What’s Selling on eBay: May 2016
by Deborah Abernethy and Mike McLeod
$363 (21 bids): Plique a Jour Antique Silver 925 Scoop
This antique Plique a Jour scoop is in very good condition. Royal shades of purple, blue, red, green and yellow adorn this beautifully crafted sterling utensil. It measures approximately 4 1/2 inches long x 1 1/8 inches at the widest point.
(Photo: eBay seller alansattic67.)
DBA: Plique a Jour is a technique where enamel is applied in cells; a type of cloisonné where the enamel is translucent because a temporary backing is used when applying the enamel. It is a very difficult technique that takes a long time to complete. There are enameled spoons and scoops for less money, but this one is plique a jour. In addition, this one is quite beautiful in the design. Taking this into consideration, this price is appropriate for this item. This object is so rare that I didn’t find another one that has sold, so I would think that is a good price.
$5,000 (24 bids): Antique Minton Pate-Sur-Pate Gold Cup & Saucer and Dinner Plate Trio, 1928
They are all in excellent condition with no chip, crack or crazing at all. There is an artist sign as “A.BIRKS” and “made in 1928.” Size: cup diameter is 3 7/8 inches and 2 5/8 inches in height; saucer diameter is 6 inches; dinner plate diameter is 11 ‡ inches.
(Photo: eBay seller nippon5555.)
DBA: Pate-sur-Pate is a French term meaning “paste on paste,” and it is a relief design created on an unfired and unglazed body. It is hand painted. This is not a “regular” mass-produced Minton cup, saucer, and plate. Albion Birks was a master artist working for Minton around 1900. The objects that he painted for Minton sell for lots of money. It is not unusual to see a cup and saucer sell for $5,000, and this was a three-piece set. This sale price is right on par with sales of similar objects at auction.
$5,105 (18 bids): Tin Litho Wind-Up Felix The Cat Frolic Platform Toy with Mickey Mouse
It measures 13 inches long by 4 inches across by 11 ‡ inches tall. Selling as is. It is missing one wheel, large Felix is missing a leg, and wind-up mechanism does not work. Still, a rare early Mickey Felix piece and displays great!
(Photo: eBay seller doveplace.)
DBA: A tin lithograph toy is a mechanical toy made out of tinplate and colorfully painted. This type of manufacture started in the mid-19th century, and they were originally assembled and painted by hand. The early ones were German. By 1880, the painting was by offset lithography. These toys replaced the heavier and more expensive wooden toys. This one is very rare in that it is larger and has more figures on the platform. I did find a similar, but smaller, platform with just Felix and Mickey which sold for $850. It’s a large jump to $5,105, but I couldn’t find anything else even similar. What is amazing is that this is a toy missing a wheel and does not work, and it still sold for more than $5,000.
$5,900 (15 bids): Thomas Edison Kinetophone. S/N K132, patent numbers; May 31, 1898, July 18, 1911, July 2, 1912, Aug 20, 1912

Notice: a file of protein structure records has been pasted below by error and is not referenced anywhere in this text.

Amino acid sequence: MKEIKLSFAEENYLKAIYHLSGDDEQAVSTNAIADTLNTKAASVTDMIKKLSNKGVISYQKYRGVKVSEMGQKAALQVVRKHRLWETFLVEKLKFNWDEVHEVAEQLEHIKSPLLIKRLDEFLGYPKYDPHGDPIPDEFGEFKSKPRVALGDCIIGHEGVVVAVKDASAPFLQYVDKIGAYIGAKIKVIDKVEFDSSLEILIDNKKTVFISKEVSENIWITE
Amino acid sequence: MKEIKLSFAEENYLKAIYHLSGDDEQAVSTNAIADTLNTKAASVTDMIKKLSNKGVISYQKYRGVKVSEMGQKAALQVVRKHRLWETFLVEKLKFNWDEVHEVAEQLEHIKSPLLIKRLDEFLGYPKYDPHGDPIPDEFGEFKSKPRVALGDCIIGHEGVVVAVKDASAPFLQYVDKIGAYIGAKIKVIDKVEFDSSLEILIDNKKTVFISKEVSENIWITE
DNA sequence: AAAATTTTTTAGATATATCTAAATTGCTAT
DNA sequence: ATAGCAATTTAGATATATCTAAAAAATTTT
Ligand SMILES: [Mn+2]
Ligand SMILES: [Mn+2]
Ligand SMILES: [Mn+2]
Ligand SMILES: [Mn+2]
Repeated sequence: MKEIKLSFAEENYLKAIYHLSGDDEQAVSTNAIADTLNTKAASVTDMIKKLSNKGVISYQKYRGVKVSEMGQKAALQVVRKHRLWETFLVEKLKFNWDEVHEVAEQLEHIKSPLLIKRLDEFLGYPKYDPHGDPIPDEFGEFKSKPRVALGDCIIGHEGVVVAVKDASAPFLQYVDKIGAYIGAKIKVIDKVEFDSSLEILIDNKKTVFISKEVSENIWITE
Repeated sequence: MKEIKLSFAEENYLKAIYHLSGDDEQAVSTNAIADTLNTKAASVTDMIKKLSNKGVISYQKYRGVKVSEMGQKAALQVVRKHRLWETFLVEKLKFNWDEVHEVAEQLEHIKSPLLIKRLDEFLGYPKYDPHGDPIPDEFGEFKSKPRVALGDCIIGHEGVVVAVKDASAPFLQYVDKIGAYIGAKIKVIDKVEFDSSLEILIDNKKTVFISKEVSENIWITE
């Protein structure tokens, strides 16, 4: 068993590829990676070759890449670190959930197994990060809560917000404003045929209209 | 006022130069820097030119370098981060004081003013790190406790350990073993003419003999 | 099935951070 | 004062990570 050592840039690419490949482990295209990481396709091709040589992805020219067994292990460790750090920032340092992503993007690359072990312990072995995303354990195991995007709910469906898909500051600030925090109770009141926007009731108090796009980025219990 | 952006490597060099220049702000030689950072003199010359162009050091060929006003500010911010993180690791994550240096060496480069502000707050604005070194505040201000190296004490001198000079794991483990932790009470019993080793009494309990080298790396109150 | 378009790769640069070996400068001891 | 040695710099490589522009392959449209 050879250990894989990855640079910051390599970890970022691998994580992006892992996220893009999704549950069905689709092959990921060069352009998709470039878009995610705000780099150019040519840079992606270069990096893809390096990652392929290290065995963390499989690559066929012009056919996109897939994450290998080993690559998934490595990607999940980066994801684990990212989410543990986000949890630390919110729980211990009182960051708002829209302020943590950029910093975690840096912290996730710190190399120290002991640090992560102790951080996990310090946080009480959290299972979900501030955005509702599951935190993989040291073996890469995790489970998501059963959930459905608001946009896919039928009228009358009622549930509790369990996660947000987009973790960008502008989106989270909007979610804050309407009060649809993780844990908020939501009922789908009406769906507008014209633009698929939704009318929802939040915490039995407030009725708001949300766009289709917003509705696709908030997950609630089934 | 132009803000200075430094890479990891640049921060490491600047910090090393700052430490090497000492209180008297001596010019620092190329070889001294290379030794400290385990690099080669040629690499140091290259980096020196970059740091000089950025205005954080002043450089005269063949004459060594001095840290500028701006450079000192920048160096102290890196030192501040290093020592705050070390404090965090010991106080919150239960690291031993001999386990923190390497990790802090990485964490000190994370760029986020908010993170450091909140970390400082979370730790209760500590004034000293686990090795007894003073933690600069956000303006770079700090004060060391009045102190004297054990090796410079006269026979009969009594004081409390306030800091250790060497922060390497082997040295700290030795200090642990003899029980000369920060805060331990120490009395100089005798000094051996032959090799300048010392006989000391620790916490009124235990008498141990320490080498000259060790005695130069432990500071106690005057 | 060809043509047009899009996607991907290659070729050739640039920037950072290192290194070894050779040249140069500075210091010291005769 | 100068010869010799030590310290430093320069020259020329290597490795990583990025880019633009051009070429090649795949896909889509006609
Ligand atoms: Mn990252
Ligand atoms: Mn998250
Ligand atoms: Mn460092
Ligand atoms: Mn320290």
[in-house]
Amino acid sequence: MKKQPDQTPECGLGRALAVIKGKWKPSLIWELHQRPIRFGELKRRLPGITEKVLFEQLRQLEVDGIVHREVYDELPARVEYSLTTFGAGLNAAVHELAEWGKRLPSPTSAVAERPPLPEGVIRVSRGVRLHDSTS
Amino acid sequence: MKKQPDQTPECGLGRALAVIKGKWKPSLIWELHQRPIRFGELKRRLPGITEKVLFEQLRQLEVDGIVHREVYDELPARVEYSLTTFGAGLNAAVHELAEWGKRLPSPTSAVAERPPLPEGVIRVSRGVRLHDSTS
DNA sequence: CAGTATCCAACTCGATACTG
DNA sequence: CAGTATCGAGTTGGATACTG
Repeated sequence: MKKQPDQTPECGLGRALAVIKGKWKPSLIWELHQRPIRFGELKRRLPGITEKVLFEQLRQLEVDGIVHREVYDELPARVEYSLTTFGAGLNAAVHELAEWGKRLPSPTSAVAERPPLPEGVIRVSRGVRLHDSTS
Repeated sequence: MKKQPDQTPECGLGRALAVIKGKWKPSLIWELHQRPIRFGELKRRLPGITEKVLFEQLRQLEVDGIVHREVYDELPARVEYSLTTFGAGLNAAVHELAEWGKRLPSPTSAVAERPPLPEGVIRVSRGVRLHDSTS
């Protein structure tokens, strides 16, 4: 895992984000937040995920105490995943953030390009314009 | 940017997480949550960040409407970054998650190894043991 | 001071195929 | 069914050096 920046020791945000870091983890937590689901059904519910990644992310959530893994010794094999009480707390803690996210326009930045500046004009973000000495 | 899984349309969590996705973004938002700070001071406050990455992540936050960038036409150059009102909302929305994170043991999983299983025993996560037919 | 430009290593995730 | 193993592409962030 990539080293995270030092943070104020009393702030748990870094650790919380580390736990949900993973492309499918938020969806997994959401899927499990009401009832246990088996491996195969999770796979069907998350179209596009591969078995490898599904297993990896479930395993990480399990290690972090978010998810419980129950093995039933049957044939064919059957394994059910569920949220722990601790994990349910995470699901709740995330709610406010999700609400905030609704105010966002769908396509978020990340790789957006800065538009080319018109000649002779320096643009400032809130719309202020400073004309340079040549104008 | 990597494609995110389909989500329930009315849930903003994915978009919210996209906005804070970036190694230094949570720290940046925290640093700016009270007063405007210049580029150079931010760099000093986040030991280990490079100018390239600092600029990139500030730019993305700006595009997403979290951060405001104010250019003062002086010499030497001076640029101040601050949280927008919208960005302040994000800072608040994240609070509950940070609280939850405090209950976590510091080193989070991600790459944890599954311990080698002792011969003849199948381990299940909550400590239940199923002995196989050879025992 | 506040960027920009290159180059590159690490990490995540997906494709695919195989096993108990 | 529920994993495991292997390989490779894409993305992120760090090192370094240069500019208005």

Not sure if all the parts are here. The gears rotate but not a full 360 degrees & I don’t want to force it. It weighs about 16.5 lbs. The side plate reads, “Edison Synchronizer. The patented kinetophone of which this synchronizer forms a part, and every part thereof, is the property of Thomas A. Edison, Inc. and is leased subject to restrictions as to its use. Any breach of said restrictions terminates said lease and gives the lessor the right to immediate possession of the leased apparatus, this synchronizer. Is leased upon the condition that it is licensed to be used only so long as this plate or the above serial number is not removed, defaced of altered.”
(Photo: eBay seller kept-treasures.)
DBA: This is probably the rarest item I have appraised in quite a while. I could find only this sale and just parts for the Kinetophone. The reason for that is there were problems with the synchronization of the phonograph with the motion picture with the Kinetophone. Also, you had to look into the machine, and people complained that it was “a peep show.” It was one viewer at a time and a short-duration experience. It was not the experience of a group of people watching a projected picture. There was much competition, and new machines were being introduced yearly. There has always been an interest in anything to do with the motion picture industry with collectors, and this is just one part of that interest.
$227 (14 bids): 19th C. Sailor-Made Shark Spine Walking Cane Stick
Very nice 19th century walking cane made by sailors in their spare time using a metal rod with shark spine sections stacked together. Slightly flexible and quite strong, the tip of the hand grasp is adorned with a solid horn mount and several other horn sections throughout the length. Perfect condition and a lovely antique walking cane; overall, 35.5 inches.
(Photo: eBay seller antiqueblades)
DBA: In doing a little research, I discovered that one section of shark spine would sell for $10 each and that the section would vary from 6 – 10 mm (material alone). That means that in a cane that was 35.5 inches long there would be approximately 90 sections and the value of the material would be $900. Now, I don’t know what is meant by “slightly flexible” and I am not familiar with shark spine, but I don’t think that one would want a lot of flexibility in a cane. Walking canes are very collectible and given the unusual material and that it has been made into the cane, I would say the buyer got a very good deal on this and would probably make money on this object very easily.
Deborah Abernethy is a certified appraiser with the International Association of Appraisers. She can be contacted at 404-262-2131 or Deborah@expert-appraisers.com. Her website is www.expert-appraisers.com.